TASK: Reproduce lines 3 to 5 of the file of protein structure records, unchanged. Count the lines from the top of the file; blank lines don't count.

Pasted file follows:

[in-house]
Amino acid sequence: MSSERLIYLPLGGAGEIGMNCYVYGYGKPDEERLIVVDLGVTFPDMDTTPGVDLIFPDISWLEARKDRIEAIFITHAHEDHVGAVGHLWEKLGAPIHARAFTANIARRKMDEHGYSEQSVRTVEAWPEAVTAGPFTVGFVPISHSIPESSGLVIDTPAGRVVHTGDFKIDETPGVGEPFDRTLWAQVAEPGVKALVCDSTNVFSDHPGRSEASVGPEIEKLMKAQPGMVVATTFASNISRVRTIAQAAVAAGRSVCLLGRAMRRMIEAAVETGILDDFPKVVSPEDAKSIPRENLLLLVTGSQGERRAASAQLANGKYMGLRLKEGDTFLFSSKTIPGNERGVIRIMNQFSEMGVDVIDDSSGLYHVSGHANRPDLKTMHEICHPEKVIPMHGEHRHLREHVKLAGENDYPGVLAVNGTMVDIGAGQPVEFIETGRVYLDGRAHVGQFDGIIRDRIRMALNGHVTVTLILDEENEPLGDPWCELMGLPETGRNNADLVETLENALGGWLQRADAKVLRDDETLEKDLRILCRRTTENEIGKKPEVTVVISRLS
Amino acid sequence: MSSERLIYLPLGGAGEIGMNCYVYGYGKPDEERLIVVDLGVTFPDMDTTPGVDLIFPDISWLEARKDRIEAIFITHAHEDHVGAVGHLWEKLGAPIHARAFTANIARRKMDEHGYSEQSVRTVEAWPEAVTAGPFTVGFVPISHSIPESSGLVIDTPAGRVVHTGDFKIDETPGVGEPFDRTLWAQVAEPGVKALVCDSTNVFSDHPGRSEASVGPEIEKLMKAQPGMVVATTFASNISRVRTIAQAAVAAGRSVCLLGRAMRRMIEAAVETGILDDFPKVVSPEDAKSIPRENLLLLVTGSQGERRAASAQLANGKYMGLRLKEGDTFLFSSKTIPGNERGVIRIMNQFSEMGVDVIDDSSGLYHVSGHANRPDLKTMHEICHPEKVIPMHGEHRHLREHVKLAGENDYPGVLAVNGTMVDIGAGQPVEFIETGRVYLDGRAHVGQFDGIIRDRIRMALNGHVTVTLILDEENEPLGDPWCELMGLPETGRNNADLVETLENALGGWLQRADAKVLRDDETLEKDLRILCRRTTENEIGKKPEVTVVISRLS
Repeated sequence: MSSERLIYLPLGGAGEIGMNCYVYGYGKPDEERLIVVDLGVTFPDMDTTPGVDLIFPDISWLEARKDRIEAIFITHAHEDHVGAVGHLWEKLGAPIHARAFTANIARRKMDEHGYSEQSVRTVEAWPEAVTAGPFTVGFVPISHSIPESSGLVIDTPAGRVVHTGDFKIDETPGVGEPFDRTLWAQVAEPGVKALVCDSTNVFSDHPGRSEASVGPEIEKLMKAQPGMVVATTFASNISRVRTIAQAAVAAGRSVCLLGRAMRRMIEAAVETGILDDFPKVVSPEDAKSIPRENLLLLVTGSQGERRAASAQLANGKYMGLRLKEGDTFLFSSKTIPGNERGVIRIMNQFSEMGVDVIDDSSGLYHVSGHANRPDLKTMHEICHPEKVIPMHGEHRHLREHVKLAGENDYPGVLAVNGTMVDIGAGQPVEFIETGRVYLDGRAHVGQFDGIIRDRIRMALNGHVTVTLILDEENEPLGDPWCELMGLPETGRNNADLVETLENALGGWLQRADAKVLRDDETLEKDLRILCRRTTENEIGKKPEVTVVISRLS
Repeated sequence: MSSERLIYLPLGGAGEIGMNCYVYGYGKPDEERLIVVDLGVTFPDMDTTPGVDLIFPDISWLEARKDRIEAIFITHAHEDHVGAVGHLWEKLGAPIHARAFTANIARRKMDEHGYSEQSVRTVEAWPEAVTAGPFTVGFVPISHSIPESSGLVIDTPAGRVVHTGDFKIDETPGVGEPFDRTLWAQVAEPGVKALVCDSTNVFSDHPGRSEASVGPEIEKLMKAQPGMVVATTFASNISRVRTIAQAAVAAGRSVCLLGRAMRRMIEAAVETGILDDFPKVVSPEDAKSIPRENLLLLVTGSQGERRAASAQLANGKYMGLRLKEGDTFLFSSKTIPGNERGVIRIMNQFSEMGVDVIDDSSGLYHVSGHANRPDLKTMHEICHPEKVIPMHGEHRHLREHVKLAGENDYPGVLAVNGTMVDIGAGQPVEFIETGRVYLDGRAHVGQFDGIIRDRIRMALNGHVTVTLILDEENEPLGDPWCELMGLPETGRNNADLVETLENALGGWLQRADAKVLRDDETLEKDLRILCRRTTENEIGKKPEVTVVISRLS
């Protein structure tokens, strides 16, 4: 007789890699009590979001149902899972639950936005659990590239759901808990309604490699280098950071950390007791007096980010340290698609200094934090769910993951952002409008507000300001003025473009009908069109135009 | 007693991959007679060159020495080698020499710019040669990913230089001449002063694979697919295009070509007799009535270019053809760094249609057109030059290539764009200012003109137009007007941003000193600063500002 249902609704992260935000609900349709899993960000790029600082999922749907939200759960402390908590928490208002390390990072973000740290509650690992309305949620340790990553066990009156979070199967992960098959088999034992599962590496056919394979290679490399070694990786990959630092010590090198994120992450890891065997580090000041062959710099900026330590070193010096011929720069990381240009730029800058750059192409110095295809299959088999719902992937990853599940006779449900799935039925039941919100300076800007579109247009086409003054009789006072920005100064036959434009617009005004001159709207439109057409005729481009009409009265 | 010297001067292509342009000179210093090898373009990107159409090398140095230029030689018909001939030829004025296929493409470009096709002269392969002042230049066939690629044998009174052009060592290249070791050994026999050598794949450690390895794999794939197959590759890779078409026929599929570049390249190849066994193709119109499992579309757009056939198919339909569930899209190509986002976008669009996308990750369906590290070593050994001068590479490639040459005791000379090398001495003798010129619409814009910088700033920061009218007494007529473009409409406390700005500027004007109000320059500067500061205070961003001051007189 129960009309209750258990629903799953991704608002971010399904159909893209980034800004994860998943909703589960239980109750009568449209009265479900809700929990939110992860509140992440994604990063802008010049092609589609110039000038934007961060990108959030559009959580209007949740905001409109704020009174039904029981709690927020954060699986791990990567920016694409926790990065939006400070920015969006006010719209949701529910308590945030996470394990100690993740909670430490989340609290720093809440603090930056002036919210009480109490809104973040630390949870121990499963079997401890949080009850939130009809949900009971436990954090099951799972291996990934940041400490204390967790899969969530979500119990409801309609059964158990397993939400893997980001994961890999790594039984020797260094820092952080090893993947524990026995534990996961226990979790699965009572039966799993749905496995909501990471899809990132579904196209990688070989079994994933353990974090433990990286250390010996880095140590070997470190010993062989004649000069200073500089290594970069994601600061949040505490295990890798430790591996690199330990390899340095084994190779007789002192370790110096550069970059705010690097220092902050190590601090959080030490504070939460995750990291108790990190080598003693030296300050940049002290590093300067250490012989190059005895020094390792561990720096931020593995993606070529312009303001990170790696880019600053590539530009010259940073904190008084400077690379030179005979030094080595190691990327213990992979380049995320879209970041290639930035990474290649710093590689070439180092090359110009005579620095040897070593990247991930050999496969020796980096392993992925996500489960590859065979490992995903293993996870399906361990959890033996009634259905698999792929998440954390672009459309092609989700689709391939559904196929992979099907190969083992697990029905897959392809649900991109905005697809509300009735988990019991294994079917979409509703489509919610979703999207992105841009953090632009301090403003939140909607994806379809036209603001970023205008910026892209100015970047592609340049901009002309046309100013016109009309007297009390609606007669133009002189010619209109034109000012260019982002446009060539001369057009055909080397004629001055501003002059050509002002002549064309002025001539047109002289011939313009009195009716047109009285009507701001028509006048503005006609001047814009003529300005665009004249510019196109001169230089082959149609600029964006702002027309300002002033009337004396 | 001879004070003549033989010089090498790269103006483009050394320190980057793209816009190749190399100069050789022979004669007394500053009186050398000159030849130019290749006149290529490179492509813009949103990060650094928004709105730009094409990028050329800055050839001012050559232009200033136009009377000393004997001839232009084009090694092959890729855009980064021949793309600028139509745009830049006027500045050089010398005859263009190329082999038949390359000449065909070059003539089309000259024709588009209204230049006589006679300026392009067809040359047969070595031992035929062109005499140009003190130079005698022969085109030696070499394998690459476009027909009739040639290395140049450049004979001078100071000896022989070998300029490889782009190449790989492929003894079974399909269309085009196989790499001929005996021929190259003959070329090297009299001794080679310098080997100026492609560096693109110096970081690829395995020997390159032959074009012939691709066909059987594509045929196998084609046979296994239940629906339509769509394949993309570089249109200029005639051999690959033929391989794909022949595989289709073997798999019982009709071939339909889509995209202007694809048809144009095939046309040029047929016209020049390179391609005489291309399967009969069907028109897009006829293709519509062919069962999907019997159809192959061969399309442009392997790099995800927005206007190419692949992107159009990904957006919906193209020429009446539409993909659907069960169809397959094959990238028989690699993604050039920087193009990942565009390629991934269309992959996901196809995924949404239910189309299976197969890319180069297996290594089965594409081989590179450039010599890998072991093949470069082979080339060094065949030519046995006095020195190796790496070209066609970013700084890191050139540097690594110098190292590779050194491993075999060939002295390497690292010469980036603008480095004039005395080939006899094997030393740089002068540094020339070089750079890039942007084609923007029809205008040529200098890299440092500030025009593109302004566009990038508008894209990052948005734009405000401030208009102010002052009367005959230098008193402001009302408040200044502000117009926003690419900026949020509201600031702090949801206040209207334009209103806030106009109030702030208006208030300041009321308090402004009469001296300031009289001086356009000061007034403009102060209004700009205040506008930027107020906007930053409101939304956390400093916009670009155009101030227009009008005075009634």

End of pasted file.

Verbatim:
Amino acid sequence: MSSERLIYLPLGGAGEIGMNCYVYGYGKPDEERLIVVDLGVTFPDMDTTPGVDLIFPDISWLEARKDRIEAIFITHAHEDHVGAVGHLWEKLGAPIHARAFTANIARRKMDEHGYSEQSVRTVEAWPEAVTAGPFTVGFVPISHSIPESSGLVIDTPAGRVVHTGDFKIDETPGVGEPFDRTLWAQVAEPGVKALVCDSTNVFSDHPGRSEASVGPEIEKLMKAQPGMVVATTFASNISRVRTIAQAAVAAGRSVCLLGRAMRRMIEAAVETGILDDFPKVVSPEDAKSIPRENLLLLVTGSQGERRAASAQLANGKYMGLRLKEGDTFLFSSKTIPGNERGVIRIMNQFSEMGVDVIDDSSGLYHVSGHANRPDLKTMHEICHPEKVIPMHGEHRHLREHVKLAGENDYPGVLAVNGTMVDIGAGQPVEFIETGRVYLDGRAHVGQFDGIIRDRIRMALNGHVTVTLILDEENEPLGDPWCELMGLPETGRNNADLVETLENALGGWLQRADAKVLRDDETLEKDLRILCRRTTENEIGKKPEVTVVISRLS
Repeated sequence: MSSERLIYLPLGGAGEIGMNCYVYGYGKPDEERLIVVDLGVTFPDMDTTPGVDLIFPDISWLEARKDRIEAIFITHAHEDHVGAVGHLWEKLGAPIHARAFTANIARRKMDEHGYSEQSVRTVEAWPEAVTAGPFTVGFVPISHSIPESSGLVIDTPAGRVVHTGDFKIDETPGVGEPFDRTLWAQVAEPGVKALVCDSTNVFSDHPGRSEASVGPEIEKLMKAQPGMVVATTFASNISRVRTIAQAAVAAGRSVCLLGRAMRRMIEAAVETGILDDFPKVVSPEDAKSIPRENLLLLVTGSQGERRAASAQLANGKYMGLRLKEGDTFLFSSKTIPGNERGVIRIMNQFSEMGVDVIDDSSGLYHVSGHANRPDLKTMHEICHPEKVIPMHGEHRHLREHVKLAGENDYPGVLAVNGTMVDIGAGQPVEFIETGRVYLDGRAHVGQFDGIIRDRIRMALNGHVTVTLILDEENEPLGDPWCELMGLPETGRNNADLVETLENALGGWLQRADAKVLRDDETLEKDLRILCRRTTENEIGKKPEVTVVISRLS
Repeated sequence: MSSERLIYLPLGGAGEIGMNCYVYGYGKPDEERLIVVDLGVTFPDMDTTPGVDLIFPDISWLEARKDRIEAIFITHAHEDHVGAVGHLWEKLGAPIHARAFTANIARRKMDEHGYSEQSVRTVEAWPEAVTAGPFTVGFVPISHSIPESSGLVIDTPAGRVVHTGDFKIDETPGVGEPFDRTLWAQVAEPGVKALVCDSTNVFSDHPGRSEASVGPEIEKLMKAQPGMVVATTFASNISRVRTIAQAAVAAGRSVCLLGRAMRRMIEAAVETGILDDFPKVVSPEDAKSIPRENLLLLVTGSQGERRAASAQLANGKYMGLRLKEGDTFLFSSKTIPGNERGVIRIMNQFSEMGVDVIDDSSGLYHVSGHANRPDLKTMHEICHPEKVIPMHGEHRHLREHVKLAGENDYPGVLAVNGTMVDIGAGQPVEFIETGRVYLDGRAHVGQFDGIIRDRIRMALNGHVTVTLILDEENEPLGDPWCELMGLPETGRNNADLVETLENALGGWLQRADAKVLRDDETLEKDLRILCRRTTENEIGKKPEVTVVISRLS